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Why there is so little dance in people dancing tango

posted Jan 8, 2017, 2:14 PM by Sophia de Lautour   [ updated May 4, 2017, 1:03 AM ]
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Sharing another great article by one of my favourite writers on tango - Veronica Toumanova - a Russian born dancer now teaching in Paris. You can see the original article here.*

I love what Veronica says in this article, and particularly her term of 'aware abandonment'. 
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In one of my articles I wrote that the most difficult thing for a tango teacher is not teaching the correct movement, it is getting people to dance. So what is it that we teachers (and dancers) find so difficult? Common dictionaries define dance as “moving rhythmically to music, typically following a set sequence of steps”. On the surface this definition is correct and according to it every single person on the dancefloor is dancing. But soldiers marching to a military song are also moving rhythmically to music. Intuitively you always recognise people who are dancing and who are just “moving rhythmically” when you are in a milonga. You will always prefer to watch those who dance.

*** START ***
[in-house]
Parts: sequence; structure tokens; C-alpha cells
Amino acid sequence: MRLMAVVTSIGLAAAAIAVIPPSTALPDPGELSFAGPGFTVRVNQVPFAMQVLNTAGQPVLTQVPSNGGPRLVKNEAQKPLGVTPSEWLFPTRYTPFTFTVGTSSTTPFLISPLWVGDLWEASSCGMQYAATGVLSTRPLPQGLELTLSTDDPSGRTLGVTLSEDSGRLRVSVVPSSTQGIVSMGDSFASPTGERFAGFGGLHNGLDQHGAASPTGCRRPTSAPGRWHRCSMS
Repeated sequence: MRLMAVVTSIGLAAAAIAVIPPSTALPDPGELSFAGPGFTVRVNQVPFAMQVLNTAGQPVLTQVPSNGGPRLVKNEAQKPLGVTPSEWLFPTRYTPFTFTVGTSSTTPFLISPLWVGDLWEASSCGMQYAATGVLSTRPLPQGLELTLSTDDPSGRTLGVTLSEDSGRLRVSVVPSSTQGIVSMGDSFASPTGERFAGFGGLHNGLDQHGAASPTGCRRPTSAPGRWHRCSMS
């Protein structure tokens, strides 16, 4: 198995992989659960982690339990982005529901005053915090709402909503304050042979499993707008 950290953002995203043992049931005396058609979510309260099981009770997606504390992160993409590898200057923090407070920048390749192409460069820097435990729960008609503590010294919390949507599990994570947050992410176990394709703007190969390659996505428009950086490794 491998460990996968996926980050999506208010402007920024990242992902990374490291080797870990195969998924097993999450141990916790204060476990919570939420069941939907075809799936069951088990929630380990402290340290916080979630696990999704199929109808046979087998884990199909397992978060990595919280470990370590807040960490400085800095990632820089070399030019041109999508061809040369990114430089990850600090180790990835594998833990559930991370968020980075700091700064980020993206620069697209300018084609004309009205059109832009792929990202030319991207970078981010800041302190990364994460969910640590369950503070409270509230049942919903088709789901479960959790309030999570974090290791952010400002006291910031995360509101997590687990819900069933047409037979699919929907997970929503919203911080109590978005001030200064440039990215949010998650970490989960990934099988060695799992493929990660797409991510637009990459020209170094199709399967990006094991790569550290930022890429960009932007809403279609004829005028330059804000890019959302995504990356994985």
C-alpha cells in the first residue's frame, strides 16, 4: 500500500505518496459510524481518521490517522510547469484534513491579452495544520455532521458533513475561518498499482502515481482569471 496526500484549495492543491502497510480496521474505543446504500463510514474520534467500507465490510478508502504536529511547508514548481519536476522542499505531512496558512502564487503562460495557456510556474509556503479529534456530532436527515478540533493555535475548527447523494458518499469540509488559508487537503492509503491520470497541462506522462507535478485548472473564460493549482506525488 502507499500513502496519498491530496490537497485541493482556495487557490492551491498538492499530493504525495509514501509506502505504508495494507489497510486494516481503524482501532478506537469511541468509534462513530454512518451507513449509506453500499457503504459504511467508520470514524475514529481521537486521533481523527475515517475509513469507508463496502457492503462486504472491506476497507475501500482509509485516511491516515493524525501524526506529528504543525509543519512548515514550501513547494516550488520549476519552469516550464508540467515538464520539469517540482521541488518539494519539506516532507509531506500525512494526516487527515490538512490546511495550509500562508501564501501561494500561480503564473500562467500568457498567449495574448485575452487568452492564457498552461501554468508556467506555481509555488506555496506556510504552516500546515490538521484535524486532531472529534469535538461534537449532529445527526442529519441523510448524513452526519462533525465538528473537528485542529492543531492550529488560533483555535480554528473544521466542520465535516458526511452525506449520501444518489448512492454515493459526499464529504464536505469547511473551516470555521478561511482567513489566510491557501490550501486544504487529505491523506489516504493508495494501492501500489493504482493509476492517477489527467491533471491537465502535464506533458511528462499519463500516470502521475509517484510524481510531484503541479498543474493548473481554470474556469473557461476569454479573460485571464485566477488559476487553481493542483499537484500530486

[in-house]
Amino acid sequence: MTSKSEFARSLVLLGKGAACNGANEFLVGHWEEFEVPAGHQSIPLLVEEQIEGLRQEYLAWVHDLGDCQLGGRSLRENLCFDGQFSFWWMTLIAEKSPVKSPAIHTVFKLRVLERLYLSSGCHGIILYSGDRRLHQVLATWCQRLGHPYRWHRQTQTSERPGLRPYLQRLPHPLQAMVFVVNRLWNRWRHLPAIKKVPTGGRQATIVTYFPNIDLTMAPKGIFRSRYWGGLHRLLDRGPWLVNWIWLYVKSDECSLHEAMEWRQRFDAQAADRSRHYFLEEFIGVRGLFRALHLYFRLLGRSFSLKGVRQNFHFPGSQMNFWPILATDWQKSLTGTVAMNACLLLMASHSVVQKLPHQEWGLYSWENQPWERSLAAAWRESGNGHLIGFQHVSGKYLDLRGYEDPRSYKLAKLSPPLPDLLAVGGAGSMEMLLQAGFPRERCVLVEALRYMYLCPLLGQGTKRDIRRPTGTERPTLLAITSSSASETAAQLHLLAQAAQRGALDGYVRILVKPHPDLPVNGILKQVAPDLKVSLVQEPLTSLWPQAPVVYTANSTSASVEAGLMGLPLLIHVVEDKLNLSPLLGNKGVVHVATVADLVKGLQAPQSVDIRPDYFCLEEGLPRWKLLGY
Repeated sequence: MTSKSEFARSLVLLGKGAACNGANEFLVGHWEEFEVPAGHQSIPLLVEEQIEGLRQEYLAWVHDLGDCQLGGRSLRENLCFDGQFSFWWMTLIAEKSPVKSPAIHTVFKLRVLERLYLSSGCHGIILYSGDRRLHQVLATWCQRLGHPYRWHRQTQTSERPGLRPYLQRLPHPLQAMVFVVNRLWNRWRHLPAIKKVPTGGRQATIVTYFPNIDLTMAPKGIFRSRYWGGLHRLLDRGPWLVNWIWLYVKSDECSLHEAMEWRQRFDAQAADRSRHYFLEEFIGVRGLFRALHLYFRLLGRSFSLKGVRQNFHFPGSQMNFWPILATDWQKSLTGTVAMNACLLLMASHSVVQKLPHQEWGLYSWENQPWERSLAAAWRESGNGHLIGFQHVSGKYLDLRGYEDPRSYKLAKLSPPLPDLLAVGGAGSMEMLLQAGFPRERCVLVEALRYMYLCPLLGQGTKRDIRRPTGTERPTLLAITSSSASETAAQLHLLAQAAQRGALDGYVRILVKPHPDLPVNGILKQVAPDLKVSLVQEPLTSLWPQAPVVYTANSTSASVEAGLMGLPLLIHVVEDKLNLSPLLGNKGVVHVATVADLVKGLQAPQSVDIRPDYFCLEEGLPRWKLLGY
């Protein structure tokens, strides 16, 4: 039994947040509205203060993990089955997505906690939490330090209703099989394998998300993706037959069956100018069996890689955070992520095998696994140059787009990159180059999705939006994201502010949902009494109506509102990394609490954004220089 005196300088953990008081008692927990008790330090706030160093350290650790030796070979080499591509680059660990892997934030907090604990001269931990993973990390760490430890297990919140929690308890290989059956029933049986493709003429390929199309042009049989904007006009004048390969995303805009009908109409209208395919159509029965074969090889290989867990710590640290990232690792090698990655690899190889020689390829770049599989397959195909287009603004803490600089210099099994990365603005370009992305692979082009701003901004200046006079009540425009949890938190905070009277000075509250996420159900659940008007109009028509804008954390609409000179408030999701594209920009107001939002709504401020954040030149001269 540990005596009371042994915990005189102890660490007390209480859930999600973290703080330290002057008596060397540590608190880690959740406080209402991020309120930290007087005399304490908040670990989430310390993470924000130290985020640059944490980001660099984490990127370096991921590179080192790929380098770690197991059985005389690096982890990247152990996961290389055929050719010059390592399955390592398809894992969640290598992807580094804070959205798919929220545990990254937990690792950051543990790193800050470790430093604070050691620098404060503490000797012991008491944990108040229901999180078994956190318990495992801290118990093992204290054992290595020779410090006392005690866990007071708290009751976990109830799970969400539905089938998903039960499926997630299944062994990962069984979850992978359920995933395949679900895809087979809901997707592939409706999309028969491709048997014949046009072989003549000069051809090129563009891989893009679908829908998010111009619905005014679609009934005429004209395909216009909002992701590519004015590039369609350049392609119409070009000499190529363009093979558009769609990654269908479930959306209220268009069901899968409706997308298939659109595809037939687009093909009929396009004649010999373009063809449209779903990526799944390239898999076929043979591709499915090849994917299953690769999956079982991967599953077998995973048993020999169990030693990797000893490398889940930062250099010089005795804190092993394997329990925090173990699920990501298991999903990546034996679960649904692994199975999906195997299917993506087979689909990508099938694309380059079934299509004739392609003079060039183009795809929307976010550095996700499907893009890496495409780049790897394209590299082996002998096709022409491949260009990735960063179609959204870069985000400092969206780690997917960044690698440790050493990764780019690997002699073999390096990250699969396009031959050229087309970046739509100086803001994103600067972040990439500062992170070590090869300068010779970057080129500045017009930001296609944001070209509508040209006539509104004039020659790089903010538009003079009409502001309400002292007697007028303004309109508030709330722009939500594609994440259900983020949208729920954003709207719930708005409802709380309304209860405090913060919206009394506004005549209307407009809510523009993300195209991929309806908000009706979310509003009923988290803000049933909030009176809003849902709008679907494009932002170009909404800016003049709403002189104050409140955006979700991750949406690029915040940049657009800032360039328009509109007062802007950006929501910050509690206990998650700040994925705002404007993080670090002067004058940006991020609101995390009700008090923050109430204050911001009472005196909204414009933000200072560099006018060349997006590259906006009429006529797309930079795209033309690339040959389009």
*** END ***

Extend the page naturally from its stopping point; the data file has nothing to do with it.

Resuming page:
So what is it you like watching? What is dance? Let’s first see what it is not.

Dance is not technique. You don’t need the perfect technique to dance, it is actually the other way around. You need to dance to build a skill. Dance does not come from the understanding of shapes, balance and dynamics, nor from the physical ability to create those shapes, balance and dynamics. You need the technique to make your dance effortless and expressive, but even a small child can already dance. In great artists you admire the technique, but it is the dance that touches you emotionally. 
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Dance is not physical movement. Or, to be precise, it is not ONLY physical movement. A purely physical exercise is common in sports, for sports are about getting a result. Dance does not strive for a result, it strives for expression. Like pushing piano keys is not necessarily music, so moving in space is not necessarily dance. Dance is not effort, either, it is effortlessness, which simply means effort that is adequate to the task.